Opinion Column

BIRDWATCH: Where have all the rare birds gone?

Ken Hooles

By Ken Hooles, Daily Observer

Doug Fraser of Pembroke snapped this photo of a Greater Yellowlegs in flight taken at a lake near Barry’s Bay.

Doug Fraser of Pembroke snapped this photo of a Greater Yellowlegs in flight taken at a lake near Barry’s Bay.

It has been a dismal bird migration this fall in Eastern Ontario in terms of rare bird sightings. Last year, Eastern Ontario experienced a plethora of rare birds that included such rarities as a Little Egret, a Yellow-crowned Night Heron, a variety of Jaegers, a Pink-footed Goose, and a Bullock’s Oriole. This fall, there has not been one rare bird sighting of any significance in our area.


In this context, Rob Cunningham, Vince Agnesi, and I travelled south on Oct. 11 to the Brighton area. It was our hope that we find a rare bird, or at least complete our year list with a few additions that are not normally seen in Renfrew County.

Our first stop was the Brighton Constructed Wetlands. This stop was somewhat disappointing as most of the wetlands were overgrown with high weeds. Never-the-less, we were able to find five bird species. This included Starlings, late Red-winged Blackbirds, Blue-winged Teal, Gadwall Ducks, a Lesser Yellowlegs, and a beautiful Cooper’s Hawk.

From here, we spent the rest of the day at our favourite bird haunt, Presqu’ile Provincial Park. We chose Tuesday to visit this area as waterfowl hunting is permitted in the park on Mondays, Wednesdays, and Fridays.

In the park, we were able to observe seven waterfowl species: Canada Geese, Mute Swans, Double-crested Cormorants, Mallards, Black Ducks, Green-winged Teal, and the main highlight of the trip, Trumpeter Swans.

Elsewhere, on the park shorelines, we located Greater Yellowlegs, Sanderling, and some of my favourite shorebirds, Black-bellied Plovers. There were also three types of Gulls: Herring, Ring-billed, and Great Black-backed Gulls.

The highlights of our Presqu’ile excursion were the Trumpeter Swans, both Ruby and Golden-crowned Kinglets, Merlin, White-crowned Sparrows, and a small flock of Palm Warblers.

Other notable birds included a late Great Blue Heron, Yellow-rumped Warblers, Yellow-bellied Sapsucker, Dark-eyed Junco, and a Pileated Woodpecker.

In all, we located a respectable 31 bird species at Presqu’ile Provincial Park. At the end of the day, like in the rest of Eastern Ontario, we did not find any rare birds, but we were able to add two or three birds to our year list. Perhaps when the winter winds start blowing, they may bring in the rare birds that we seek.

On the local scene, the fall migration continues mainly on our lakes, rivers, and fields. In the next two weeks, there should be Red-necked and Horned Grebes, Scoters, Scaup, and possibly Red-breasted Mergansers, on Lake Dore. Many of these should be found on the upcoming Lake Dore Excursion. There are also thousands of Canada Geese still passing through our area, and the odd Snowy Goose has been spotted among them. Along our shorelines and muddy fields, there are still some late shorebirds, especially Sanderlings and Black-bellied Plovers. If lucky, you might spot some White-rumped Sandpipers.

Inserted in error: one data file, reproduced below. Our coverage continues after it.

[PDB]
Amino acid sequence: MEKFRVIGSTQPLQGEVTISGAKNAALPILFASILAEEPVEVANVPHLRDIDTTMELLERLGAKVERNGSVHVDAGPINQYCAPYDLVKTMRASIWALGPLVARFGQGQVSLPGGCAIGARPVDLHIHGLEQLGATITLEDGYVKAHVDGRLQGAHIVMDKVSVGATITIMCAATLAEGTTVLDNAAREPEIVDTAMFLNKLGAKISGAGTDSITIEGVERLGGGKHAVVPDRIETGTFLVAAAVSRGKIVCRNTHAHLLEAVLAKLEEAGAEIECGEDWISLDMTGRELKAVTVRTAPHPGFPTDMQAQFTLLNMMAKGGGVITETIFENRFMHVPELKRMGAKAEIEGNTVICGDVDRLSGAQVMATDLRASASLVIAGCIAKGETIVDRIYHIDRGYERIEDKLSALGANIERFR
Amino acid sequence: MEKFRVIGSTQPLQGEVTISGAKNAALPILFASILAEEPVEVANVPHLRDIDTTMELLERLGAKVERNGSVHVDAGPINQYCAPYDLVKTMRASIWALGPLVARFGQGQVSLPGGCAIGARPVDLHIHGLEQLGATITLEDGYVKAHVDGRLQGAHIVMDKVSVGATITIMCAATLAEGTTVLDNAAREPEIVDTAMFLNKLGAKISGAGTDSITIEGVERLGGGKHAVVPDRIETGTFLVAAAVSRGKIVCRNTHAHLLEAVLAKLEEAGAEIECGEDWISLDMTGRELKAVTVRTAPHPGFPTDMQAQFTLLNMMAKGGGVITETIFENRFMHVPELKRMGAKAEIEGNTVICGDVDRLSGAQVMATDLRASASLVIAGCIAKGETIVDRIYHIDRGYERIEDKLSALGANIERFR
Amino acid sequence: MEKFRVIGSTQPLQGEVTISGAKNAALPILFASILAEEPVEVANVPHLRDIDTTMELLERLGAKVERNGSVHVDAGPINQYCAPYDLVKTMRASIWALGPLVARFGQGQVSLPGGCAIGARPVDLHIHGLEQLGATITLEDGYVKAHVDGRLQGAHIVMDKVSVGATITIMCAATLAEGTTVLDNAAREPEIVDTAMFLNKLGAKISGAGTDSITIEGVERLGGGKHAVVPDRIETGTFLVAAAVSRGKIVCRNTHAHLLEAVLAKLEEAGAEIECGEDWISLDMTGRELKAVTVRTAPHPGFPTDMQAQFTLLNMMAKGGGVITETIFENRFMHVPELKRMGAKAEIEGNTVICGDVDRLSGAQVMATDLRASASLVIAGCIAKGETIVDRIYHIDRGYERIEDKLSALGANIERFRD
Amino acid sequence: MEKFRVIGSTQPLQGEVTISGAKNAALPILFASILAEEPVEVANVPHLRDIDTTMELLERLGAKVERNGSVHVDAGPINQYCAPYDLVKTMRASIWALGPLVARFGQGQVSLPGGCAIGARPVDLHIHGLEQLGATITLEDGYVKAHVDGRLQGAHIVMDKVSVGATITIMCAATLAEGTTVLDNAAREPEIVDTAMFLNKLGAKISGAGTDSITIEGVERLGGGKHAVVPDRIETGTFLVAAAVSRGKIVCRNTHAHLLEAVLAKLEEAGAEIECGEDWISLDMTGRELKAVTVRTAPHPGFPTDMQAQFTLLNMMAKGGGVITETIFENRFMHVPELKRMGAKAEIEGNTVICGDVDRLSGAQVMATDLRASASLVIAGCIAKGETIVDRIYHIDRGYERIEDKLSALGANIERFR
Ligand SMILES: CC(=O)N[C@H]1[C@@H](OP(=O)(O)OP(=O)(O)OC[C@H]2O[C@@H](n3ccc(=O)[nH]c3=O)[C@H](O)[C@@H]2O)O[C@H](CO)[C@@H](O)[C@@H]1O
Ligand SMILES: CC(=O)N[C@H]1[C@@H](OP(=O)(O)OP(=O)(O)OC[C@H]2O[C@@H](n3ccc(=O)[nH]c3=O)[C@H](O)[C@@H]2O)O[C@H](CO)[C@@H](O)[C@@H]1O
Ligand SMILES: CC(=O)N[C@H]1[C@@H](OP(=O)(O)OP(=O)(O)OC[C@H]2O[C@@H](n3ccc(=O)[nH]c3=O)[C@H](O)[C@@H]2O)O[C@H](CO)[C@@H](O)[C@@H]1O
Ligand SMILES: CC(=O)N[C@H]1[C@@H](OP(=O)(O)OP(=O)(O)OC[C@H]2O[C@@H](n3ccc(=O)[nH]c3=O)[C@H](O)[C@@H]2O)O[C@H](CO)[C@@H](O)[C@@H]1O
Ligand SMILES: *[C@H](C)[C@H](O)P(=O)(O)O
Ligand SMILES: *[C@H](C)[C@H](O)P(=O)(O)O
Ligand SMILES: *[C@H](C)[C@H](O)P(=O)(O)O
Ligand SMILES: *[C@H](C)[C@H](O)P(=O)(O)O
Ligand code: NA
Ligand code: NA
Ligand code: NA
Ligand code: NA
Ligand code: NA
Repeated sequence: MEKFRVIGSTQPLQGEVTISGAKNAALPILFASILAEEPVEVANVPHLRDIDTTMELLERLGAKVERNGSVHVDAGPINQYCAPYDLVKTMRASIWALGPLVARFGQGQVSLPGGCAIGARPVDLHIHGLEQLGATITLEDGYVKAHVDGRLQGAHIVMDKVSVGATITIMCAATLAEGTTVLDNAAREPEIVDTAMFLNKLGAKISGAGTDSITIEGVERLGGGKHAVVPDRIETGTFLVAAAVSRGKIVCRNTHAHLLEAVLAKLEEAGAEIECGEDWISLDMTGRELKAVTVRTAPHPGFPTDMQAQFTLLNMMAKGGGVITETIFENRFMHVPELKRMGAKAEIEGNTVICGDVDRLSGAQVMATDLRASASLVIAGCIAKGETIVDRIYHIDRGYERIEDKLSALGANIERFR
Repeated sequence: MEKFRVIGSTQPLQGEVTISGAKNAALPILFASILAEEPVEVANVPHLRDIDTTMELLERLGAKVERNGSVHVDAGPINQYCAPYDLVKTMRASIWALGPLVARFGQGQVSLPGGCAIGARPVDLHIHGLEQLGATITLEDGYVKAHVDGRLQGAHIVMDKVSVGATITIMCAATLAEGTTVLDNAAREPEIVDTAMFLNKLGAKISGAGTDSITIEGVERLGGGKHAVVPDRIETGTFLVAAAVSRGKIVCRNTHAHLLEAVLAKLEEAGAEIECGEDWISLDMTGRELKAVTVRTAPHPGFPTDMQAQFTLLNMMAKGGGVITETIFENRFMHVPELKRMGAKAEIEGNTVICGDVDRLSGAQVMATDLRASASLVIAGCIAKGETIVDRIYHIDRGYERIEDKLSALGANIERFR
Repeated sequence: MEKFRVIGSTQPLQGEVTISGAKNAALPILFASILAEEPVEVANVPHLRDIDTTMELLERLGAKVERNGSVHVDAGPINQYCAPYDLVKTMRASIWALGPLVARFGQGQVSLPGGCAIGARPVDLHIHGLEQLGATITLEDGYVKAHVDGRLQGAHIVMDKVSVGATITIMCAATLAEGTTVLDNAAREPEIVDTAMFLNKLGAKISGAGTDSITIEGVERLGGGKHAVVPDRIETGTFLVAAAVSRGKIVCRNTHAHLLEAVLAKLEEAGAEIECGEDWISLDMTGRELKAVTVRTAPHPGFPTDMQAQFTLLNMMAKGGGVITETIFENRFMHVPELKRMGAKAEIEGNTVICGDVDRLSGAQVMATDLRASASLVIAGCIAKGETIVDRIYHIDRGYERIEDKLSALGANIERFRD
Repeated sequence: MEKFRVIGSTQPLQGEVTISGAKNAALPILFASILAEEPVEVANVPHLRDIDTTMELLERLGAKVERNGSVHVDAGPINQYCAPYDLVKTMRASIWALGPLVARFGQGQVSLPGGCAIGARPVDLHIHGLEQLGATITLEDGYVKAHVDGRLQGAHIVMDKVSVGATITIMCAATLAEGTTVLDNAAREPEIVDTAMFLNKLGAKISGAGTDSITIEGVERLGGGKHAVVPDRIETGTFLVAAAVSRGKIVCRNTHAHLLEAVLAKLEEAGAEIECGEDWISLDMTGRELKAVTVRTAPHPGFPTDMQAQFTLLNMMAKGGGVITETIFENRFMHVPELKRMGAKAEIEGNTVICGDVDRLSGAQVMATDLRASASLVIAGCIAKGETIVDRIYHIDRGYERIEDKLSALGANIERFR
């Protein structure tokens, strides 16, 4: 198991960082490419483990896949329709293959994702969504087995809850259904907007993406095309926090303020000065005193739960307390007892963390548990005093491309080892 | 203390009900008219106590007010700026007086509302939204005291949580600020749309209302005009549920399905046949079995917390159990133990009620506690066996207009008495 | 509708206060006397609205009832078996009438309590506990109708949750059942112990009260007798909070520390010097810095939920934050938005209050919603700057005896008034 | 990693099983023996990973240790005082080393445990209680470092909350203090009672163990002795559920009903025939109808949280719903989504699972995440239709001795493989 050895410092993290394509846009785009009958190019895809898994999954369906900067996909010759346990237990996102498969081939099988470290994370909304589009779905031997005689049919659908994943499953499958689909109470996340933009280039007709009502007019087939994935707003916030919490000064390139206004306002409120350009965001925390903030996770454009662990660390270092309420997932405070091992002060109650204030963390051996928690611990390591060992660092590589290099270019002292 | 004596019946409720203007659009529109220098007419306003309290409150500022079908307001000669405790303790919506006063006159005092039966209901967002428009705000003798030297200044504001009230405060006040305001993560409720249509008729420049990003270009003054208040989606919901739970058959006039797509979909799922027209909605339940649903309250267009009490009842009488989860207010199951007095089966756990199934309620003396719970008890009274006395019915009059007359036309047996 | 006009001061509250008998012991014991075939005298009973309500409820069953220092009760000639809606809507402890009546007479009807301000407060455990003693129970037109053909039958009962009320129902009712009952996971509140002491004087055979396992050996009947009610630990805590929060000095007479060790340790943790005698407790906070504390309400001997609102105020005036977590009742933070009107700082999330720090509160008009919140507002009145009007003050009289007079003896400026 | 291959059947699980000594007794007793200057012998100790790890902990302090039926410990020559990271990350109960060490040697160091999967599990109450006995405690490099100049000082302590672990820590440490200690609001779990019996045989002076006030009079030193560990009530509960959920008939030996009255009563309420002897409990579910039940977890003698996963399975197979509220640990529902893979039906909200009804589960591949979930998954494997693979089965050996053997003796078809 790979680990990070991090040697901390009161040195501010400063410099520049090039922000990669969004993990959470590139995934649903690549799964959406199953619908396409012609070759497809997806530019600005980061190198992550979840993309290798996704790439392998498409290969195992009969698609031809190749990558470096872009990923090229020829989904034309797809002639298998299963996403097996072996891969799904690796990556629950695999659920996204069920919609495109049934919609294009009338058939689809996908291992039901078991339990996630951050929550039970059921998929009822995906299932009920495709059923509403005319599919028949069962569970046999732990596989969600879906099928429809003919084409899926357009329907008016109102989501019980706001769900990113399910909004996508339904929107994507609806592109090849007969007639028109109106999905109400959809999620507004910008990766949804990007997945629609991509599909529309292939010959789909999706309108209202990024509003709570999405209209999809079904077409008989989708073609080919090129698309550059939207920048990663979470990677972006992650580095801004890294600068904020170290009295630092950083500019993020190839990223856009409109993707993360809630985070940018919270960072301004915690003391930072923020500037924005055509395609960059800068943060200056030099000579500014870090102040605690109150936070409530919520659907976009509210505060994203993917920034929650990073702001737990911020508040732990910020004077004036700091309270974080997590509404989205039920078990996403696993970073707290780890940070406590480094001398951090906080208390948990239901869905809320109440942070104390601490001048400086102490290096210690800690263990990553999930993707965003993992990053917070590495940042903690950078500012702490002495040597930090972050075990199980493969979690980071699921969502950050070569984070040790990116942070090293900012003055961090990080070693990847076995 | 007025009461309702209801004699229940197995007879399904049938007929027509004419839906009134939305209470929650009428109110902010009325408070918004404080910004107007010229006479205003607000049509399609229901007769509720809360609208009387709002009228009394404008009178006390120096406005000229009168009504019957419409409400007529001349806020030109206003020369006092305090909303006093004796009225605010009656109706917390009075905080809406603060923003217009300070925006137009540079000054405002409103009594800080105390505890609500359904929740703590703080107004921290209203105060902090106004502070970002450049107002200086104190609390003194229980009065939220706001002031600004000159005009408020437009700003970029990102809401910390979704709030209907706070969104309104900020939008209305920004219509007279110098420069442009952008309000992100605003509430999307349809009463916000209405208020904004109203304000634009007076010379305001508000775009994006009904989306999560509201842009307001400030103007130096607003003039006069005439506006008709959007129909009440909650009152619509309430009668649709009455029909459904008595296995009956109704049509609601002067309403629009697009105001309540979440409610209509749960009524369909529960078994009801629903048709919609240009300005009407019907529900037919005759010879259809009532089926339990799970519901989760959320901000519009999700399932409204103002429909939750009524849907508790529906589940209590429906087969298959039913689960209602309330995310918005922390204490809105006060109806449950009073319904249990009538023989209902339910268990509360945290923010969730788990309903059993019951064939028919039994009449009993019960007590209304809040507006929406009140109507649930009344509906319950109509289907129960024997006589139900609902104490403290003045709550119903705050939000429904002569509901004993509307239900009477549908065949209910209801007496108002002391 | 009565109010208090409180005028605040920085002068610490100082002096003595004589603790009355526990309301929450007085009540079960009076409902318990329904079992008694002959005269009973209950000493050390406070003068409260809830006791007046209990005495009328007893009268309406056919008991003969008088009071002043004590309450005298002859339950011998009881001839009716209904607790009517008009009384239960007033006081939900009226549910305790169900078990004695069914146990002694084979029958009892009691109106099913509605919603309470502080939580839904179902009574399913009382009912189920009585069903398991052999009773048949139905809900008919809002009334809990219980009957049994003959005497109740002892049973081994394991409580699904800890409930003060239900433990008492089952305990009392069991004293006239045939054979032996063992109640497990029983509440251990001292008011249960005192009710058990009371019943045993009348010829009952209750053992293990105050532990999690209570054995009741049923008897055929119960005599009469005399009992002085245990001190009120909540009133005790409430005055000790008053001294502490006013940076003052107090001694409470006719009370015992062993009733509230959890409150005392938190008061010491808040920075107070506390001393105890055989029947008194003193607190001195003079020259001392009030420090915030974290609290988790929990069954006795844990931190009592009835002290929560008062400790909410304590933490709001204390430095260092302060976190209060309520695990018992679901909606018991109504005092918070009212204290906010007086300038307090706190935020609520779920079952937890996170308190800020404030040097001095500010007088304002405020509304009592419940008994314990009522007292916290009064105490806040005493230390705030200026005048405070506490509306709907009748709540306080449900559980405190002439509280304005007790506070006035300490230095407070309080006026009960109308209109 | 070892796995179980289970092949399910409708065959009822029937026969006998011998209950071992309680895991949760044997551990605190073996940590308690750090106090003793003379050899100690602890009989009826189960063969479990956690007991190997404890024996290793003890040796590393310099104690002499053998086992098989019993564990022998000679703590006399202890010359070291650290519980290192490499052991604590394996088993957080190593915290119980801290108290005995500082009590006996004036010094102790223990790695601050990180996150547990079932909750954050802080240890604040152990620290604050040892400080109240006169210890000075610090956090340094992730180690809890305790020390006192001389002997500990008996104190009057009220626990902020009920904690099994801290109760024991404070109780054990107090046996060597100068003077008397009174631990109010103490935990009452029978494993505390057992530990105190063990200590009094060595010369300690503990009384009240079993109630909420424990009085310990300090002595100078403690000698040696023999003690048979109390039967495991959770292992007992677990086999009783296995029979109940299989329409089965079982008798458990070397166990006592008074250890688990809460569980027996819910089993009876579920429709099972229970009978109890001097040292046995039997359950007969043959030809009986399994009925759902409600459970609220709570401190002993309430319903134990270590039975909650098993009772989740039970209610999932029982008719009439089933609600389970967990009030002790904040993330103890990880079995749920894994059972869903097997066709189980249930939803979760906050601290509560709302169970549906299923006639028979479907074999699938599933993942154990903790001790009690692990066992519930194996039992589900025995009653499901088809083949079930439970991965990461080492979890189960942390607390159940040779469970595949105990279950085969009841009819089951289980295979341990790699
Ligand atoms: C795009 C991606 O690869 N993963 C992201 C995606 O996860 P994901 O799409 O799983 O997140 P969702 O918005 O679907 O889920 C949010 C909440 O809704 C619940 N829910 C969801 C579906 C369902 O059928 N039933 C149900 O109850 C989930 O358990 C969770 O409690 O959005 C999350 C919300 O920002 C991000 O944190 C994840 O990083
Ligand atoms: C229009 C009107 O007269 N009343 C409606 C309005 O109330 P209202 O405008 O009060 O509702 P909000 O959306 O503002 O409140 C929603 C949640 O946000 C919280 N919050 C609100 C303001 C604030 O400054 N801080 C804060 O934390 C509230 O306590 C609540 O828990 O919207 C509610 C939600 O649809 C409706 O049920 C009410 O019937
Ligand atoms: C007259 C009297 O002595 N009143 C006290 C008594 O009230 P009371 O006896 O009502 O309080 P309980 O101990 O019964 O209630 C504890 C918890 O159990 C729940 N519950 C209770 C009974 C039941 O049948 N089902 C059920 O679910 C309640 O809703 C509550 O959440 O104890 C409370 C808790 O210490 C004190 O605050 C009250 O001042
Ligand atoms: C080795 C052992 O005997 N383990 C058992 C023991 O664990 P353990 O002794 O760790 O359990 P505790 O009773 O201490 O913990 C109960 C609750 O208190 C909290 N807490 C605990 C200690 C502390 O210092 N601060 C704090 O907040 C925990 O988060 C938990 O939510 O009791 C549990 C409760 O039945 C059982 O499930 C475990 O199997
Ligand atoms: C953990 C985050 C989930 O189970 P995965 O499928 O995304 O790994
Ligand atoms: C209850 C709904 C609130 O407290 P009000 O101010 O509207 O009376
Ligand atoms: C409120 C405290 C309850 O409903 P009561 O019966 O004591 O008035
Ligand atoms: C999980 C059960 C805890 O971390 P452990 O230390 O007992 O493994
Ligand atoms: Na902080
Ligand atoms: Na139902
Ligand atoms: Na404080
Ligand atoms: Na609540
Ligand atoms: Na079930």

The most recent bird arrivals are the Horned Larks and American Pipits that can be found along our shorelines and in our ploughed fields. These birds will soon be accompanied by a few Lapland Longspurs and migrating Rough-legged Hawks. In terms of northern winter migrants, the warm weather this past week delayed the arrival of Snow Buntings and Pine Siskin.

At your feeders, look for more Dark-eyed Juncos, White-crowned and Fox Sparrows among our regular winter birds such as Cardinals, Blue Jays, Nuthatches, Chickadees, and hopefully, Evening Grosbeaks. It is still a good time for bird watching!

On Oct. 14, Don Krantz informed me that he appears to have an ill or diseased Wild Turkey in his neighbourhood. The bird appears quite blind and is constantly being pecked at by the others in the flock. I suspect it is either an injured or aged bird, and in both cases, will not be tolerated by the flock. In nature, it is, indeed, survival of the fittest, and the others will not keep any member that exposes them to predator risk or limited food supply.

On Oct. 15, Trudy List-Radke of McGregor’s Bay area observed the Golden Eagle that has been spotted at several areas along the Ottawa River. It seems that this bird likes to sit on high rocks on the river.

Finally, on Oct. 18, Doug Fraser of Pembroke spotted a lone Greater Yellowlegs wading along the shore of a lake near Barry’s Bay. Nice photo, Doug!

Please call me with your sightings at 613-735-4430, or email me at hooles@bell.net . For more information on nature and upcoming nature events, just Google the Pembroke Area Field Naturalists website, or ‘like’ us on Facebook. 

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